Part of the book: Numerical Analysis
Part of the book: Computational and Numerical Simulations
In processing of multichannel remote sensing data, there is a need in automation of basic operations as filtering and compression. Automation presumes undertaking a decision on expedience of image filtering. Automation also deals with obtaining of information based on which certain decisions can be undertaken or parameters of processing algorithms can be chosen. For the considered operations of denoising and lossy compression, it is shown that their basic performance characteristics can be quite easily predicted based on easily calculated local statistics in discrete cosine transform (DCT) domain. The described methodology of prediction is shown to be general and applicable to different types of noise under condition that its basic characteristics are known in advance or pre-estimated accurately.
Part of the book: Environmental Applications of Remote Sensing
In this chapter, we consider lossy compression of multichannel images acquired by remote sensing systems. Two main features of such data are taken into account. First, images contain inherent noise that can be of different intensity and type. Second, there can be essential correlation between component images. These features can be exploited in 3D compression that is demonstrated to be more efficient than component-wise compression. The benefits are in considerably higher compression ratio attained for the same or even less distortions introduced. It is shown that important performance parameters of lossy compression can be rather easily and accurately predicted.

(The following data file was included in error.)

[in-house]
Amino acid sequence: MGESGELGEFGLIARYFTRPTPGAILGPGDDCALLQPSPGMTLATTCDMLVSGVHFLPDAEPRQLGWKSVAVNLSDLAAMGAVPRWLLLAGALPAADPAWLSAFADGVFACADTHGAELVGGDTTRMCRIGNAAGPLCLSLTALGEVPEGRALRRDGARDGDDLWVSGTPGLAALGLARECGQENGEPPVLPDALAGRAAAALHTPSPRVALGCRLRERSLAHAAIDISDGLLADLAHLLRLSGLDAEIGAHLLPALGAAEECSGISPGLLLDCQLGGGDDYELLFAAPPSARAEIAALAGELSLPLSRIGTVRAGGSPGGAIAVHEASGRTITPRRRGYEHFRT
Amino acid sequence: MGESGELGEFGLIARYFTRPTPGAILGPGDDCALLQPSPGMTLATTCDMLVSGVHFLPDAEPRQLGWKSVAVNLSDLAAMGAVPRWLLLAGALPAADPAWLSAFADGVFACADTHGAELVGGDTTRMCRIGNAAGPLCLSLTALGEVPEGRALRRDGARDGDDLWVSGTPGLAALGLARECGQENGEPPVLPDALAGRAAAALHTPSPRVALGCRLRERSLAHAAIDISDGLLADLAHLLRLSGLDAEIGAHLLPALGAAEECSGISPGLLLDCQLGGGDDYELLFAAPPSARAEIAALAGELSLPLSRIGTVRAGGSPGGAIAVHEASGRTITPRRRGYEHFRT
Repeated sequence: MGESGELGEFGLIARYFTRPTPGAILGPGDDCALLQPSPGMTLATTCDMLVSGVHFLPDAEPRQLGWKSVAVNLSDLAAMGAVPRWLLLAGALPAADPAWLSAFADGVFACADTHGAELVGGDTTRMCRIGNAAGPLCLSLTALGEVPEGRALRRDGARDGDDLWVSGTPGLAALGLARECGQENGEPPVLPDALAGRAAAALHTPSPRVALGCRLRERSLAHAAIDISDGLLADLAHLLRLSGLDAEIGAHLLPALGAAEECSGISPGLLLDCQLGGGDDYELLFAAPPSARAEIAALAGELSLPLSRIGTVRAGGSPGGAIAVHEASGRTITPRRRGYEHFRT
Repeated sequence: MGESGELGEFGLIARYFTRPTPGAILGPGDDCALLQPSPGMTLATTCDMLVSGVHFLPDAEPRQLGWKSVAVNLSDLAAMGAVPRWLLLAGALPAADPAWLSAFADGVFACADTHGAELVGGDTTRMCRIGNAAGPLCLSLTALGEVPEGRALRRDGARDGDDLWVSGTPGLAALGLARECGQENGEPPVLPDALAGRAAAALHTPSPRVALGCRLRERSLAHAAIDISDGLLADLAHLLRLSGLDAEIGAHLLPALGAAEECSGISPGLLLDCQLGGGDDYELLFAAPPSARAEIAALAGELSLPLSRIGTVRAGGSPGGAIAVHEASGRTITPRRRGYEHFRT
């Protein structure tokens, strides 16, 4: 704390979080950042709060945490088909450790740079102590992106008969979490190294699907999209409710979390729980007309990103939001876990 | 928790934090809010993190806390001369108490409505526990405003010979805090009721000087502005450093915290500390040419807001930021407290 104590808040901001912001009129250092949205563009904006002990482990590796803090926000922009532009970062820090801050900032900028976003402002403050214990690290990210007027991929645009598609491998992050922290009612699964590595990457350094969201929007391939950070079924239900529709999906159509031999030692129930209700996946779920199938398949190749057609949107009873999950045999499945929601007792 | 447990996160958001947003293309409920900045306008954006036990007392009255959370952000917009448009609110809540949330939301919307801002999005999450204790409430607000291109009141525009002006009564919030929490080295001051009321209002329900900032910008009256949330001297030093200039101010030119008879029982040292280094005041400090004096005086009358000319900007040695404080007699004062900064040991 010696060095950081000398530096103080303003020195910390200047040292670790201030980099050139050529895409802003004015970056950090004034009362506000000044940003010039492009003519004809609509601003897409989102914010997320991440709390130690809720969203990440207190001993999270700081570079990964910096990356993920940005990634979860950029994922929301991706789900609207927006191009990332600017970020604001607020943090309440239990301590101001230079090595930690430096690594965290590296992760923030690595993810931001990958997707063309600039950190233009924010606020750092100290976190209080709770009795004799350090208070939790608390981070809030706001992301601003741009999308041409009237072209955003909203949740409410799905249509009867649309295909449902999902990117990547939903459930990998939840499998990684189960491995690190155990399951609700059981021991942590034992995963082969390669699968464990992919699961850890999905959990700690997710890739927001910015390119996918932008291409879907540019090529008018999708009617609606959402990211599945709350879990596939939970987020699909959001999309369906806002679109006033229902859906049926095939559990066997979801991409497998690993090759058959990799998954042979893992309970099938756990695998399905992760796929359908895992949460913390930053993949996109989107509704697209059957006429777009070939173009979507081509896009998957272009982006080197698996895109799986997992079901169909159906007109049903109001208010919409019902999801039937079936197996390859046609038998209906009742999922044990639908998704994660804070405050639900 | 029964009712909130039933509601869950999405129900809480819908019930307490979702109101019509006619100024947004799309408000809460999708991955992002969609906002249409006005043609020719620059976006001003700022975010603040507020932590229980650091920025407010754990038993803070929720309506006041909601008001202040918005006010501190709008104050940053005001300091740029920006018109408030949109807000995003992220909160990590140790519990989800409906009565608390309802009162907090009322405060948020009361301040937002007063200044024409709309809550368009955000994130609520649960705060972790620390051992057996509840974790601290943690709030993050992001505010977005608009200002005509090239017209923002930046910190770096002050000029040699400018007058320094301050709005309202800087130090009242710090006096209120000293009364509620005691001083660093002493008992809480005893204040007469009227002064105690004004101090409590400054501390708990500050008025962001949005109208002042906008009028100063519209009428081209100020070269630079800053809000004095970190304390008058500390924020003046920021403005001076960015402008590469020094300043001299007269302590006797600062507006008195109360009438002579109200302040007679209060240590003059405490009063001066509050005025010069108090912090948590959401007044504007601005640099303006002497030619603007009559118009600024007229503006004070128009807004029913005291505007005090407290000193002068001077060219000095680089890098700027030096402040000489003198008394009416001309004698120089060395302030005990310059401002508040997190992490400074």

Part of the book: Recent Advances in Image and Video Coding
This chapter addresses an important practical task of classification of multichannel remote sensing data with application to multitemporal dual-polarization Sentinel radar images acquired for agricultural regions in Ukraine. We first consider characteristics of dual-polarization Sentinel radar images and discuss what kind of filters can be applied to such data. Several examples of denoising are presented with analysis of what properties of filters are desired and what can be provided in practice. It is also demonstrated that the use of preliminary denoising produces improvement of classification accuracy where despeckling that is more efficient in terms of standard filtering criteria results in better classification.
Part of the book: Recent Advances and Applications in Remote Sensing